And remember, those savings double because the Lakers are deep into the luxury tax. So unloading Fisher and Walton realizes an actual savings of $16.8 million next season.

(Since I'm writing about the Fisher deal at length here instead of my usual grades file (Click here for more grades), let me note that Houston gets a nice solid B+ for landing a short-term backup point guard and purchasing a first-round draft pick in 2014 for $3.4 million. And let us also note the night-and-day difference in valuations on first-round picks today. Golden State and Cleveland paid an effective price of nearly $10 million for theirs, which is why I graded each of them so harshly.)

The crazy part is that L.A. actually got usable players in these deals. They'd have gladly given away the first-rounders just to get rid of Walton's contract, but getting players back in those deals significantly improves their prospects. From Houston, the Lakers get Jordan Hill, a serviceable backup big man who can run the floor, rebound, block shots, and generally be a much better option off the bench than Troy Murphy or Josh McRoberts.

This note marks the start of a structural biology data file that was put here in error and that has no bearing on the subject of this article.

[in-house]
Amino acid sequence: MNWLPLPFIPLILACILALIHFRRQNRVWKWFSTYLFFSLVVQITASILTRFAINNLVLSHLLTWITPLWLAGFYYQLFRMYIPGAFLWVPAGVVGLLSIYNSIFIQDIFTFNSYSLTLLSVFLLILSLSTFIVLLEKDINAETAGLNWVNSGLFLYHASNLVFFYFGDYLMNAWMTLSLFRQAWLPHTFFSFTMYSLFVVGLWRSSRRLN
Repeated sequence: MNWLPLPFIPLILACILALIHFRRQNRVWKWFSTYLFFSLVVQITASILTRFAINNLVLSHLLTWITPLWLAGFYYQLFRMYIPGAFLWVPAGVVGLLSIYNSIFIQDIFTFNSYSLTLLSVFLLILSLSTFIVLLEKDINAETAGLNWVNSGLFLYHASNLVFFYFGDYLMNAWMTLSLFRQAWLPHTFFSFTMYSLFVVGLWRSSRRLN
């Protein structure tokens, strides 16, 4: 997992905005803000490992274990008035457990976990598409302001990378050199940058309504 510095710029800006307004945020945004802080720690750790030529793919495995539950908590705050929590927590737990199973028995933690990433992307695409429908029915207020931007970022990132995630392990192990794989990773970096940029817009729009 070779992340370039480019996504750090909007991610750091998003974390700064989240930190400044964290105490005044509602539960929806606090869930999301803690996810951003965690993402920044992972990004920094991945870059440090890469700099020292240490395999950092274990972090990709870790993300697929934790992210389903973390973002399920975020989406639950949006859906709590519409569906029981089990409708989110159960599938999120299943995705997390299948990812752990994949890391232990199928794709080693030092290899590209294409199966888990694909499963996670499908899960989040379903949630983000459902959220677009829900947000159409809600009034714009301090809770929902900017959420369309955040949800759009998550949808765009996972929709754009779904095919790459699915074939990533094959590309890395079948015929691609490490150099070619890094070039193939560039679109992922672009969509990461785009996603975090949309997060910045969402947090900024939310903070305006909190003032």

And from Cleveland, the Lakers get Ramon Sessions, a dynamic pick-and-roll point guard who provides a sizable upgrade on the pathetic Fisher-Blake combination that the Lakers had been trotting out. Sessions has defensive shortcomings and can't space the floor well for the Lakers' three stars, but L.A. was so desperate for another dynamic offensive player to create easy shots that he'll still be a major shot in the arm.